Hungry? Have a Delicious Sea Cucumber (Bêche-de-mer)

Posted in Under the Sea on December 22nd, 2009 by MadDog
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On Saturday, our regular dive day, we went to Barracuda Point,  on the eastern side of Pig Island.  The water at the surface was filled with particulate matter, but below about twenty metres, it was fairly clear. Just after we entered the water we saw this huge Sea Cucumber (Thelenota ananas).  This species is also known as the Prickly Redfish or the Pineapple Fish. Of course, it’s not a fish at all, neither is it a pineapple. However, its species name, ananas,  does mean pineapple. Well, okay, a pineapple is actually Ananas comosus.

Bêche-de-mer


Believe it or not, people eat them. I guess people eat just about anything, but I have a problem with this one. Of course, there are many different species. None of them look tasty to me:Prickly Red Fish, indeed!

How prickly? Have a look at this. If you scaled this up to human size, we’d all be covered with 10 cm wide spiky star-shaped red warts:It’s pretty in a very bizarre way – definitely one of the more unusual skins that I’ve seen.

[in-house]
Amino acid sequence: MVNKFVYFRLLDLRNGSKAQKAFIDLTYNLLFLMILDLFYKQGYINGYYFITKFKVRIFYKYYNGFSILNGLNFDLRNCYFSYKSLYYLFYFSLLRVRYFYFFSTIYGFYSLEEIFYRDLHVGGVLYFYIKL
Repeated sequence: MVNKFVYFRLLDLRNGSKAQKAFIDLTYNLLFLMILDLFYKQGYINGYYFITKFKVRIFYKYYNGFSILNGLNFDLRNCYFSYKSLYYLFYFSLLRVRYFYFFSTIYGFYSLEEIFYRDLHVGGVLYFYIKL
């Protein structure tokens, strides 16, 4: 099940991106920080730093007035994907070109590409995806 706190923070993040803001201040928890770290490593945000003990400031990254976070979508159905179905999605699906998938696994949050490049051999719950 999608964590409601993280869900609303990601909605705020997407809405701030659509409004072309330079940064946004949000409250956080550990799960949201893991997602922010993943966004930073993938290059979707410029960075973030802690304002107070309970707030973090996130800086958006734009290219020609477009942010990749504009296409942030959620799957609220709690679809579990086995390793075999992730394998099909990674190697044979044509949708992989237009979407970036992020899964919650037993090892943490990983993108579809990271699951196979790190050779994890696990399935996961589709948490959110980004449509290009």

Here is the front end:Or is it the back end? Some Bêche-de-mer have easily discernible front and rear ends. I didn’t take time to give this one an anatomical exam. You can usually tell by the trail of sandy poo left behind. There was none here. Maybe it was constipated.

Keeping with my rare Christmasy mood, Here is a bit of green to go with our red. It is a particularly lovely Magnificent Anemone (Heteractis magnifica):The outside of the ‘jug’ is the underside of the anemone. They usually lie in the feeding position, which is spread out like a carpet. If the surge gets to be a bit much or it is not a good feeding time, the skin contracts and pulls up, often leaving only a few tentacles sticking out of a hole. Surprisingly, any anemonefish residing in the anemone will be popping in and out of the hole, much as you see here. By the way, the fish here is the Pink Anemonefish (Amphiprion perideraion).

Keeping in the spirit of “what you see is what I saw” here is an image of some Pickhandle Barracuda (Sphyraena jello)  coming up the side of the reef. Note all of the particulate matter floating in the water:It’s not all clear sailing.

Not forgetting my intent to bring you a Christmas Tree Worm every day until the 25th, here is your Spirobranchus giganteus  for today:Happy holidays!

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